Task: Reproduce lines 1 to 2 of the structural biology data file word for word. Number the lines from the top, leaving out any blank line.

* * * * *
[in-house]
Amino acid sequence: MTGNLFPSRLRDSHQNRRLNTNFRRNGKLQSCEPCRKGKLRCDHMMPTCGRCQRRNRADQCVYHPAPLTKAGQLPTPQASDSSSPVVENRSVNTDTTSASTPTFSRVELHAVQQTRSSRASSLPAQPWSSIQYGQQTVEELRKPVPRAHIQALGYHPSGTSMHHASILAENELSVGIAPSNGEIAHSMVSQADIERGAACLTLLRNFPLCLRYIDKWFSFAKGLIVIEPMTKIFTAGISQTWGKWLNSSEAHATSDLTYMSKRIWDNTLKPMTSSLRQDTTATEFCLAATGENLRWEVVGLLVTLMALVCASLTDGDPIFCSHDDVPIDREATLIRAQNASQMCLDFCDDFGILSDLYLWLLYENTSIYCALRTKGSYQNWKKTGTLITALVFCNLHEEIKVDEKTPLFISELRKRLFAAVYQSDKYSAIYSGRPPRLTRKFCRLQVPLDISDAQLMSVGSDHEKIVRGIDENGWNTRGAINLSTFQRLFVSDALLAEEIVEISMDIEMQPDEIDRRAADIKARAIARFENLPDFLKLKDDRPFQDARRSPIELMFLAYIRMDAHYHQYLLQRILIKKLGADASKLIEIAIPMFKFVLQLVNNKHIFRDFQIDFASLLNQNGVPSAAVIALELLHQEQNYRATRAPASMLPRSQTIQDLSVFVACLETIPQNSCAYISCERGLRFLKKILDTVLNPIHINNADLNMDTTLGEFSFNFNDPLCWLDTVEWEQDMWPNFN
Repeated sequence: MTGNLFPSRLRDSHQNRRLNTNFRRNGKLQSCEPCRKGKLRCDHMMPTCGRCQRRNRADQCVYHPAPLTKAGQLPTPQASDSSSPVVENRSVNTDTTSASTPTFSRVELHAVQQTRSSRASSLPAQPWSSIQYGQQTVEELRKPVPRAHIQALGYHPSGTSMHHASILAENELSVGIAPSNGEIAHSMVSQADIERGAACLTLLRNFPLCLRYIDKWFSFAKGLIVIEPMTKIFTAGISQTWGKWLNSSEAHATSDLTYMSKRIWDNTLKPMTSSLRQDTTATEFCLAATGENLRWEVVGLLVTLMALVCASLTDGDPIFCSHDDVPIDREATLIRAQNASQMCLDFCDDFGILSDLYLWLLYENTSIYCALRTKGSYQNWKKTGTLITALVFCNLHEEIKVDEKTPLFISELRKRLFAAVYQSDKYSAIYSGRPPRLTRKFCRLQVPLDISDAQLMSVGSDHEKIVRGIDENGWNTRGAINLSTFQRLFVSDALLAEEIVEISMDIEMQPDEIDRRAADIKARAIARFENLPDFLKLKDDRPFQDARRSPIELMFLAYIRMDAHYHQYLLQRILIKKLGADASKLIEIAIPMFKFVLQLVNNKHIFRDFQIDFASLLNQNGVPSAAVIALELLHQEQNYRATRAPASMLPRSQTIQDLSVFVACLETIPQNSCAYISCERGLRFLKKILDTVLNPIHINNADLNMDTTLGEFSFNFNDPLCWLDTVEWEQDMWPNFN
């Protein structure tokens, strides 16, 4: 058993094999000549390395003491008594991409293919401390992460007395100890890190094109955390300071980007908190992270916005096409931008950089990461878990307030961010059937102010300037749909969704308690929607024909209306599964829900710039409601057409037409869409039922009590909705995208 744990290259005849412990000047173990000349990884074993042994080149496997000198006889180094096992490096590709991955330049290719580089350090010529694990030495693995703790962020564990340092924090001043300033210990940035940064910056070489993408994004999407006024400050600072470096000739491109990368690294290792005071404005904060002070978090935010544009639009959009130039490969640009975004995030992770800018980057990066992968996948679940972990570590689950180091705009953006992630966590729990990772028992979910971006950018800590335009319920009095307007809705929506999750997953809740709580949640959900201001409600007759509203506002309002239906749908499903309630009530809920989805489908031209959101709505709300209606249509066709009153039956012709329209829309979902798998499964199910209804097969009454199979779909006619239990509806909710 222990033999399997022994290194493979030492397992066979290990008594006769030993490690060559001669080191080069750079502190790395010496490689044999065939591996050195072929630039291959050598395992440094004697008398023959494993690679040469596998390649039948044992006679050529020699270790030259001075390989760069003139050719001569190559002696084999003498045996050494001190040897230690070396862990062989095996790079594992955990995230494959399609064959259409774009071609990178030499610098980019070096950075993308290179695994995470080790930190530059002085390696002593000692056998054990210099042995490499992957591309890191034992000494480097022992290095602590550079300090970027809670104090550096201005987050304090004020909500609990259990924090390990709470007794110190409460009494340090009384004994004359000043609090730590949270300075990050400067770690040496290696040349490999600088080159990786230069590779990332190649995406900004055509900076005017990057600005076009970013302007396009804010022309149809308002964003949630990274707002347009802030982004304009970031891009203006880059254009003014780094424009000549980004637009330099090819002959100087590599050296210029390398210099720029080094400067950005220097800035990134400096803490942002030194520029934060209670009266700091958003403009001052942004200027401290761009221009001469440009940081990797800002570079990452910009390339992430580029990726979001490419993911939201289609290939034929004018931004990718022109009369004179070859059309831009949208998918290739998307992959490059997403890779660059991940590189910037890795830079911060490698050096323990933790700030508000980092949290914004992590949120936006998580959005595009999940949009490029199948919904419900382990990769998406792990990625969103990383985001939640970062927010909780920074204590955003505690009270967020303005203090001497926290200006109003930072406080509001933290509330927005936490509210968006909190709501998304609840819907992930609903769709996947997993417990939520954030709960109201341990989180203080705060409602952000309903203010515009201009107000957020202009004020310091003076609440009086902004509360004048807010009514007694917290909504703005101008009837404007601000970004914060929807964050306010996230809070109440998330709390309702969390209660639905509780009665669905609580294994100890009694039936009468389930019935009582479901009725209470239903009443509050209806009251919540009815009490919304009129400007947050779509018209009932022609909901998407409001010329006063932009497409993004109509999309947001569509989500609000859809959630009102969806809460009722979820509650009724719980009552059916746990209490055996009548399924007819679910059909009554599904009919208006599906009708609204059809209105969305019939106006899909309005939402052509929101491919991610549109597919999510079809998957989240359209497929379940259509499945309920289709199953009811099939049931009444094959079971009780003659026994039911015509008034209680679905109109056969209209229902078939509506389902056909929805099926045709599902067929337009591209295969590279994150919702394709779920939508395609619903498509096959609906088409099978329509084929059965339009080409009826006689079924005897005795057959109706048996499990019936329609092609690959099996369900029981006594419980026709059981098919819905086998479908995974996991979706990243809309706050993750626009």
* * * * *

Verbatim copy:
[in-house]
Amino acid sequence: MTGNLFPSRLRDSHQNRRLNTNFRRNGKLQSCEPCRKGKLRCDHMMPTCGRCQRRNRADQCVYHPAPLTKAGQLPTPQASDSSSPVVENRSVNTDTTSASTPTFSRVELHAVQQTRSSRASSLPAQPWSSIQYGQQTVEELRKPVPRAHIQALGYHPSGTSMHHASILAENELSVGIAPSNGEIAHSMVSQADIERGAACLTLLRNFPLCLRYIDKWFSFAKGLIVIEPMTKIFTAGISQTWGKWLNSSEAHATSDLTYMSKRIWDNTLKPMTSSLRQDTTATEFCLAATGENLRWEVVGLLVTLMALVCASLTDGDPIFCSHDDVPIDREATLIRAQNASQMCLDFCDDFGILSDLYLWLLYENTSIYCALRTKGSYQNWKKTGTLITALVFCNLHEEIKVDEKTPLFISELRKRLFAAVYQSDKYSAIYSGRPPRLTRKFCRLQVPLDISDAQLMSVGSDHEKIVRGIDENGWNTRGAINLSTFQRLFVSDALLAEEIVEISMDIEMQPDEIDRRAADIKARAIARFENLPDFLKLKDDRPFQDARRSPIELMFLAYIRMDAHYHQYLLQRILIKKLGADASKLIEIAIPMFKFVLQLVNNKHIFRDFQIDFASLLNQNGVPSAAVIALELLHQEQNYRATRAPASMLPRSQTIQDLSVFVACLETIPQNSCAYISCERGLRFLKKILDTVLNPIHINNADLNMDTTLGEFSFNFNDPLCWLDTVEWEQDMWPNFN